The court ruling indicated that authorities seem to have lost interest in continuing to probe Haqqani’s role in the scandal, known here as Memogate, which at one point threatened to bring down the civilian leadership of this coup-prone country.

Haqqani, a confidant of President Asif Ali Zardari, was forced to resign, recalled to Islamabad and ordered not to travel abroad after a Pakistani American tycoon, Mansoor Ijaz, alleged that the diplomat engineered an unsigned missive to the Pentagon hoping to block a coup in the turbulent days after the killing of Osama bin Laden.

Haqqani denied involvement and said Ijaz, a onetime acquaintance, cooked up the memo.

In an e-mail to Agence France-Presse, Haqqani said: “I am glad that the Supreme Court has restored my right to travel, which had been rescinded without any charges being filed against me.” He added that he planned to join his family in the United States.

Memogate prompted a showdown between the army and the civilian leadership, which technically oversees the military, and brought an already shaky government to the verge of collapse. The fissures between the two sides now seem to have been repaired, and the incessant political and media interest in the scandal has waned in recent days.

One reason seemed to be the dwindling credibility of Ijaz, who has yet to appear to testify about his role in the memo, saying he fears for his safety. The bulk of evidence has come from Ijaz, who released logs of what he says are BlackBerry message conversations between him and Haqqani.

Since his return to Islamabad, Haqqani has stayed within the walls of the official government residence, saying he feared for his life.

Earlier this month, U.S. Sens. John McCain (R-Ariz.), Mark Kirk (R-Ill.) and Joseph I. Lieberman (I-Conn.) issued a statement condemning the “harassment” of Haqqani, a former journalist and Boston University professor. They called him a “principled advocate” for Pakistan.

Despite allowing the erstwhile diplomat to travel, the Supreme Court did not drop the matter entirely: It granted a two-month extension to the judicial commission that is probing Memogate. And Haqqani’s lawyer had to guarantee that the former envoy would appear before the court if called, on four days’ notice.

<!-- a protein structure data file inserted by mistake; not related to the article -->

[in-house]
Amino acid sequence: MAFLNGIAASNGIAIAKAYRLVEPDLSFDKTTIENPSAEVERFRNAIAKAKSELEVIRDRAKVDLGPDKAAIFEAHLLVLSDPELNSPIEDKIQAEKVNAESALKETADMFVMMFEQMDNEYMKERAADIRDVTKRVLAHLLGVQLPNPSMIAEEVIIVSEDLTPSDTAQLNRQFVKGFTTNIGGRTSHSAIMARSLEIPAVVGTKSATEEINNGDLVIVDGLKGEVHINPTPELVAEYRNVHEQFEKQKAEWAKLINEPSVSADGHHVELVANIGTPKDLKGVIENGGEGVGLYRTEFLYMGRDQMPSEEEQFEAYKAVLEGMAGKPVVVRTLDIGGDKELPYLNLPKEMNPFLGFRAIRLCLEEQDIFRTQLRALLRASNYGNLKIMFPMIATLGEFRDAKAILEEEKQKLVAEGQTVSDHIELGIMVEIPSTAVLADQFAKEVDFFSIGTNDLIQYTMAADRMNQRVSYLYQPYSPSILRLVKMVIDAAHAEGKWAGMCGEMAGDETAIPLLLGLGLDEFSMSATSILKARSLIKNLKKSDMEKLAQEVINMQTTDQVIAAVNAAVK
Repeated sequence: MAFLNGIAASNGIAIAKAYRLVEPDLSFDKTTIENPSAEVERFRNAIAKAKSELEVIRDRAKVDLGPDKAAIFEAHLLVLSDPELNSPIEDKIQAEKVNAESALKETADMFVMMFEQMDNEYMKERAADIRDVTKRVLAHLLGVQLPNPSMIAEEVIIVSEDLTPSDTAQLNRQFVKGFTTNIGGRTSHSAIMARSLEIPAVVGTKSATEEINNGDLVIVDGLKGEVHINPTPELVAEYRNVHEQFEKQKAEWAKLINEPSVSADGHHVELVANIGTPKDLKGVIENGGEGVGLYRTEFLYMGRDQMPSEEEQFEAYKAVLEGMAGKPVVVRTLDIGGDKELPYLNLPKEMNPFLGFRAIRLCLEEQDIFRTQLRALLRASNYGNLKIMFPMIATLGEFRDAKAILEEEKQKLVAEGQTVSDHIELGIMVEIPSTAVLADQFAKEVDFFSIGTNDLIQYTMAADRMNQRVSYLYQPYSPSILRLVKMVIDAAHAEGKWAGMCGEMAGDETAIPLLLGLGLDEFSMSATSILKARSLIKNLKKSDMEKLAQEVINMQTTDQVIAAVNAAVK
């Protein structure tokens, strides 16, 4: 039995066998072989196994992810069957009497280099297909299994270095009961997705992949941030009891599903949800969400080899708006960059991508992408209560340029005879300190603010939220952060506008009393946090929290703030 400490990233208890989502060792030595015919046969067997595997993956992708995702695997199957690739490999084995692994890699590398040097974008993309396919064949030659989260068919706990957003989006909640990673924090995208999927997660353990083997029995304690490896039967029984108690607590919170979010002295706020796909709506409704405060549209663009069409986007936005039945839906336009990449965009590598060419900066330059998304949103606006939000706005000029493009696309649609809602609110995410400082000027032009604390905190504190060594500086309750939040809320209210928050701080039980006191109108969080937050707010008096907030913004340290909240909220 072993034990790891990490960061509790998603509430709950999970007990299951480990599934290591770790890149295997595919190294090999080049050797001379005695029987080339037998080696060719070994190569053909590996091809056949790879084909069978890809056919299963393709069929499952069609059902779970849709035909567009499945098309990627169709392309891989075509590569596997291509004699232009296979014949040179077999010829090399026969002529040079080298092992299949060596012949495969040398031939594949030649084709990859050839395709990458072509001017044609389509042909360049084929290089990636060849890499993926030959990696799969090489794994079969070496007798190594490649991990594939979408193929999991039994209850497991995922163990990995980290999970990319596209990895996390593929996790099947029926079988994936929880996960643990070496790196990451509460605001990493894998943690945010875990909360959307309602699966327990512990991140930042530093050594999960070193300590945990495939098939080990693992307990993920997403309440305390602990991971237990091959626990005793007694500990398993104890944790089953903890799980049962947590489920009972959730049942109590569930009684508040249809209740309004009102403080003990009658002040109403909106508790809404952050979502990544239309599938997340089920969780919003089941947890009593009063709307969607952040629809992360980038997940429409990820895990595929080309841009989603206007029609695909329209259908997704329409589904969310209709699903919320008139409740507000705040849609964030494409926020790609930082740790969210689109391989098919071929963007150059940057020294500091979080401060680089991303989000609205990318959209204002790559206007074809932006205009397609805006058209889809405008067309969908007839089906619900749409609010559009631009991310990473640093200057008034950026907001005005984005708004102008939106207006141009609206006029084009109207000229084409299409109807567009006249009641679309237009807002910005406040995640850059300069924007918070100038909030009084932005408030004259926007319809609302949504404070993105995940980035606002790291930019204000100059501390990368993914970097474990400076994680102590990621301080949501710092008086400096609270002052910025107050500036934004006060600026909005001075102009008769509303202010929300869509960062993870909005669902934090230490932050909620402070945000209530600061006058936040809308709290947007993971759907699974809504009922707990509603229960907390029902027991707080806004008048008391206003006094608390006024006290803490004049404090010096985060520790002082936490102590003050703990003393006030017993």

A separate parliamentary investigation is also underway.

The End of a Geopolitical Affair

By Pramit Pal Chaudhri for The Hindustan Times

In Pakistan’s current crisis, why is its military is so reluctant to consider simply seizing power? One reason is that General Ashfaq Pervez Kayani cannot count on the US looking the other way. At a minimum, Washington would have to slap sanctions on an economically faltering country. At a maximum, it would be the last straw in a bilateral relationship at its lowest ebb since it was first woven in the 1950s.

Pakistan’s establishment claims it has been used and abused by the US, the most serious violation being that country’s stealth attack on Abbottabad that led to Osama bin Laden’s death. There has been the Raymond Davies affair, the endless drone attacks and the increasingly public accusation of double-dealing by senior US officials – the most notable being Admiral Mike Mullen’s linking of the Inter-Services Intelligence with terrorist groups.

There is some satisfaction for India in all this. It has been persistently claiming the existence of a military-terrorist nexus. Many in Washington agree. After Abbottabad, there is no one in Washington who doesn’t. The US-Pakistan relationship, says Daniel Twining of the German Marshall Fund, “was really at a historic high for the past decade but is diminishing.” But it might not matter as much to the US if relations fall apart, he says.

Other events are undermining the basis of the US-Pakistani bond. Islamabad had expected the US to totally retreat from Afghanistan, leaving Pakistan’s Taliban allies in charge. Instead, the US will leave a substantial force behind along with many drone bases. The US is talking with the Taliban, but only desultorily with groups that Islamabad patronises.

With the US Congress also pulling the plug on aid to Pakistan, what is left? The answer is nukes. “If Pakistan didn’t have nuclear weapons, with Al Qaeda almost gone, no one would care a fig about that country,” said one ex-US ambassador to the region. As they realise this, Islamabad is getting more paranoid about the security of its “strategic assets.” The more unstable they look, the more willing the US will be to try and do something risky to salvage Pakistan’s nuclear weapons.

US officials are talking about a “new normal” in their Pakistan relations. This would cut ties to the bare bones: counterterrorism cooperation, limited military transit requirements, Afghan talks, narcotics and some humanitarian assistance. “We’ll have to work with the Pakistan military on a limited basis while negotiations with the Taliban proceed,” says John Schlosser, a former state department South Asia hand.

There seems to be no real understanding among Pakistanis that their leverage is dwindling or how much Abbottabad vapourised their credibility in the US. A parliamentary committee report on how to change the US relationship bizarrely demanded, for example, a civilian nuclear agreement.